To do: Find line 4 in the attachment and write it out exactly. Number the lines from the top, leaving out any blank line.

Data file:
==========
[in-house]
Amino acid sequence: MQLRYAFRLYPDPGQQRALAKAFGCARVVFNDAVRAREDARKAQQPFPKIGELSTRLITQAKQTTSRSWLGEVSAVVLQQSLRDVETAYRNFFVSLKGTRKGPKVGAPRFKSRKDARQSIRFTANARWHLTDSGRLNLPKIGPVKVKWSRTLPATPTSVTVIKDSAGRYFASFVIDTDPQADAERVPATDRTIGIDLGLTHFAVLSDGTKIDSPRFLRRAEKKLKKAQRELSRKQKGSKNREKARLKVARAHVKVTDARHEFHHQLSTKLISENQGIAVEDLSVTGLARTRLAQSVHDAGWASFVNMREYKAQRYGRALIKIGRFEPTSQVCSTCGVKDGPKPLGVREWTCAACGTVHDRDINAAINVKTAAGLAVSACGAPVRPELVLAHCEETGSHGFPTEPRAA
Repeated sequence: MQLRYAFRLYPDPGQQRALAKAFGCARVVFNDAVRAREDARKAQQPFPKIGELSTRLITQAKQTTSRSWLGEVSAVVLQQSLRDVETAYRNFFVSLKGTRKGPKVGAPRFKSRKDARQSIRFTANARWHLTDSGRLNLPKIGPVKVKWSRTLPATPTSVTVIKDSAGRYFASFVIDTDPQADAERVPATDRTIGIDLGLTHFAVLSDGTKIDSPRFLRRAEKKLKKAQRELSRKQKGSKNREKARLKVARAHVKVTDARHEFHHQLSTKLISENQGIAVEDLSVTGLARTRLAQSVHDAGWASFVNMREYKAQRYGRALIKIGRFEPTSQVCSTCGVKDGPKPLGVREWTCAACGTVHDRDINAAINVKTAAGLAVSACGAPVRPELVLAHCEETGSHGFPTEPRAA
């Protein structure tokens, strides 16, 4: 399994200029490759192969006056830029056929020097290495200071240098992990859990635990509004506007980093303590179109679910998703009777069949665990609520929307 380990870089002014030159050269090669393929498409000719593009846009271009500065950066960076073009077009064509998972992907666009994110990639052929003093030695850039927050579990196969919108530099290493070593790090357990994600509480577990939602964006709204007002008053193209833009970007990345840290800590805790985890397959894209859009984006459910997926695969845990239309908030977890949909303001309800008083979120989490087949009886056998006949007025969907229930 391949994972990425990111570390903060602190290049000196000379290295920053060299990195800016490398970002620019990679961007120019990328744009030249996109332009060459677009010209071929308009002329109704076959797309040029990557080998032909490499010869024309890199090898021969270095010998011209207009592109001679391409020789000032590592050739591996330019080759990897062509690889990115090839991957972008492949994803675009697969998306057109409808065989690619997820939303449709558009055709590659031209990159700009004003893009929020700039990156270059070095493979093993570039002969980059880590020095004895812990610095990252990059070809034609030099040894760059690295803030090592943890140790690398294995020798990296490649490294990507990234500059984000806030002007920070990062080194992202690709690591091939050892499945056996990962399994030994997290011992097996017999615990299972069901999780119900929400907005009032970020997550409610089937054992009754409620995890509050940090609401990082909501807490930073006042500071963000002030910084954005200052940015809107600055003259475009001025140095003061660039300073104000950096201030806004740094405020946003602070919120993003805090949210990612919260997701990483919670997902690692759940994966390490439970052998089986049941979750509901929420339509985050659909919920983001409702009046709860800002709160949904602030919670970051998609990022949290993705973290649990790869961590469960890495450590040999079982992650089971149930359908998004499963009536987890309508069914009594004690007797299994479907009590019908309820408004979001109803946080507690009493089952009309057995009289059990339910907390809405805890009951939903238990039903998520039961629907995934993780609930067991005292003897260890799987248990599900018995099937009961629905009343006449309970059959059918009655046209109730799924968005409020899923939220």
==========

């Protein structure tokens, strides 16, 4: 399994200029490759192969006056830029056929020097290495200071240098992990859990635990509004506007980093303590179109679910998703009777069949665990609520929307 380990870089002014030159050269090669393929498409000719593009846009271009500065950066960076073009077009064509998972992907666009994110990639052929003093030695850039927050579990196969919108530099290493070593790090357990994600509480577990939602964006709204007002008053193209833009970007990345840290800590805790985890397959894209859009984006459910997926695969845990239309908030977890949909303001309800008083979120989490087949009886056998006949007025969907229930 391949994972990425990111570390903060602190290049000196000379290295920053060299990195800016490398970002620019990679961007120019990328744009030249996109332009060459677009010209071929308009002329109704076959797309040029990557080998032909490499010869024309890199090898021969270095010998011209207009592109001679391409020789000032590592050739591996330019080759990897062509690889990115090839991957972008492949994803675009697969998306057109409808065989690619997820939303449709558009055709590659031209990159700009004003893009929020700039990156270059070095493979093993570039002969980059880590020095004895812990610095990252990059070809034609030099040894760059690295803030090592943890140790690398294995020798990296490649490294990507990234500059984000806030002007920070990062080194992202690709690591091939050892499945056996990962399994030994997290011992097996017999615990299972069901999780119900929400907005009032970020997550409610089937054992009754409620995890509050940090609401990082909501807490930073006042500071963000002030910084954005200052940015809107600055003259475009001025140095003061660039300073104000950096201030806004740094405020946003602070919120993003805090949210990612919260997701990483919670997902690692759940994966390490439970052998089986049941979750509901929420339509985050659909919920983001409702009046709860800002709160949904602030919670970051998609990022949290993705973290649990790869961590469960890495450590040999079982992650089971149930359908998004499963009536987890309508069914009594004690007797299994479907009590019908309820408004979001109803946080507690009493089952009309057995009289059990339910907390809405805890009951939903238990039903998520039961629907995934993780609930067991005292003897260890799987248990599900018995099937009961629905009343006449309970059959059918009655046209109730799924968005409020899923939220």